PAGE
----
WASHINGTON — The Republican plan to privatize Medicare wouldn’t touch his benefits, but Walter Dotson still doesn’t like the idea. He worries about the consequences long after he’s gone, for the grandson he is raising.
“I’d certainly hate to see him without the benefits that I’ve got,” said Dotson, 72, steering a high school sophomore toward adulthood.
The loudest objections to the GOP Medicare plan are coming from seniors, who swung to Republicans in last year’s congressional elections, and many have been complaining at town-hall meetings with their representatives during the current congressional recess. Some experts say GOP policymakers may have overlooked a defining trait among older people: concern for the welfare of the next generations.
“I remember the days when we had poor farms and elderly people on welfare, before we had Social Security and Medicare for seniors, and I’m afraid it will lead right back to that situation,” added Dotson, from the village of Cleveland in rural southwest Virginia.
Another nagging worry for seniors may have more to do with self-interest: If Congress can make such a major change to Medicare for future retirees, what’s to stop lawmakers from coming back and applying it to everyone currently on the program?
The budget passed earlier this month by House Republicans would replace Medicare with a government payment to buy private insurance, for people hitting age 65 in 2022 or later. Hailed as bold and visionary by some in Washington, the proposal is stirring opposition around the country, polls show. No group has been more negative than seniors, although GOP lawmakers carefully exempted anyone now 55 or older.
The plan’s author, House Budget Chairman Paul Ryan, R-Wis., says he thinks the main problem is that President Barack Obama and his allies have distorted the details to scare older people. It’s actually going to take something like what he’s proposing to save Medicare for future generations, Ryan maintains.
“Seniors, as soon as they realize this doesn’t affect them, they are not so opposed,” Ryan said in an interview. “I really don’t run into that much opposition. I run into some confusion. As soon as people understand what we are talking about, that clears the air.”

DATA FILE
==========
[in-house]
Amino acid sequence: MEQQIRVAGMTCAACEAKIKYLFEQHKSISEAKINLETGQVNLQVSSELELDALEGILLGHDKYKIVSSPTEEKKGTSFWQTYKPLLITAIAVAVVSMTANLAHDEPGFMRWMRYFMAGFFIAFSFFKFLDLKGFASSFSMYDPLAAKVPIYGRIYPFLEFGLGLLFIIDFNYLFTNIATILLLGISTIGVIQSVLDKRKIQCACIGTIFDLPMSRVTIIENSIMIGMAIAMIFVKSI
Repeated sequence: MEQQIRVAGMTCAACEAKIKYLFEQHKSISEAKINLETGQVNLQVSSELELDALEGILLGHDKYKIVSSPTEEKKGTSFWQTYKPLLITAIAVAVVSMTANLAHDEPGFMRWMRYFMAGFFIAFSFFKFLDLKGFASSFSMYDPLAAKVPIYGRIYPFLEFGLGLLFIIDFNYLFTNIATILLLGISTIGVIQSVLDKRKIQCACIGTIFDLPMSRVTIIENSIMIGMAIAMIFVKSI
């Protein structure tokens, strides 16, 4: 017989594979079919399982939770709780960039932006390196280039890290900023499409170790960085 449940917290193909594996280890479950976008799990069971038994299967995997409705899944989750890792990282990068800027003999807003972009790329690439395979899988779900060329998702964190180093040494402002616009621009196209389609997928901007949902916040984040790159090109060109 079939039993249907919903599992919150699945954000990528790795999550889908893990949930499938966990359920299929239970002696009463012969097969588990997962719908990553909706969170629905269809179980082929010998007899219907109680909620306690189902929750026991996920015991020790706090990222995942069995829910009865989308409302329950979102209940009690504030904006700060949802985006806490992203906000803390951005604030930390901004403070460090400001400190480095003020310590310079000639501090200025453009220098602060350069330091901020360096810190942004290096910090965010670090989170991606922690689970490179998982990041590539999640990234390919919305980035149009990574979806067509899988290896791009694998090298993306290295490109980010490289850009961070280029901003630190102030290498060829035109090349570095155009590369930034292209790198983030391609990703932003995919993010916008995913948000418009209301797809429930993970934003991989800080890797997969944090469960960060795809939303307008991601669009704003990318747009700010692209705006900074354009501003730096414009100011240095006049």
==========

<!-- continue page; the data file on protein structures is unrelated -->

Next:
A study by the nonpartisan Congressional Budget Office found that future retirees would pay much more under Ryan’s plan than if they went into traditional Medicare. By 2030, a typical 65-year-old would be paying two-thirds of his or her health costs. But Ryan says the comparison isn’t valid because Medicare is financially unsustainable in the long run.
Another part of the GOP budget would affect today’s retirees. It calls for repeal of Obama’s health care law, and that would eliminate new help for seniors with high prescription costs.
It’s too early to tell how seniors’ views will settle out. The House budget could go down as a political blunder that costs Republicans the support of seniors in the 2012 elections. Or, since the budget has no chance of passing the Democratic-controlled Senate, it could be a wash.
It’s already changed the political dynamic, said Robert Blendon, a Harvard professor who tracks public opinion on health care. Last year, nearly three out of five people 60 and older voted Republican, reflecting concern over Medicare cuts to finance Obama’s health care overhaul. Now Republicans are on the defensive. “It’s a way of Democrats taking the health care issue back to their side,” Blendon said.
Seniors’ skepticism cuts across party lines, a problem for Republicans.
An AP-GfK poll late last year, before House Republicans officially embraced Ryan’s approach, found 80 percent of seniors who are Democrats opposed Medicare privatization. Among Republicans age 65 and up, 71 percent were opposed. The poll asked about the idea generally, without linking it to Republicans.
Dotson, who owned a machine shop before he retired, says he’s a lifelong Democrat. But Sharon Bergeson, 68, a Republican, is also uncomfortable with privatization.
“What worries me is if something not as good as what I have was to come along for my children or grandchildren,” said Bergeson, from Idaho Springs, a small town in the mountains west of Denver.
Medicare has its flaws, she said, but on the whole it has worked well for her. Bergeson said she’d have to know a lot more about how privatization would work for future generations, including how much they’d have to pay and how secure it would be. Her children and grandchildren deserve the same she has, or better.
“I don’t want to put the future generation into a situation changing their program when it’s something that’s working for me at this time,” she explained.
A prominent Democrat who co-authored an earlier version of the Medicare plan with Ryan says seniors’ reactions are understandable.
“Seniors aren’t just thinking about themselves,” said economist Alice Rivlin, a former vice chair of the Federal Reserve. “They believe in these programs. They are worried about a proposal that radically alters a program they are relying on and others will rely on in the future.”
Rivlin objects to Ryan’s latest version, saying it leaves future retirees too exposed.
The chief strategist for AARP says House Republicans’ problem with Medicare reminds him of the rejection of former President George W. Bush’s plan for private accounts in Social Security. Like Ryan, Bush would have exempted those already in the program or nearing retirement. The seniors lobby opposed Bush’s plan then, as it does Ryan’s now.
“I’ve never seen a group of seniors, once you tell them that this isn’t going to affect them personally, say it’s OK, we’re fine with that,” said John Rother. “They kind of see themselves as guardians of the programs for their children.”
Associated Press Deputy Polling Director Jennifer Agiesta contributed to this report.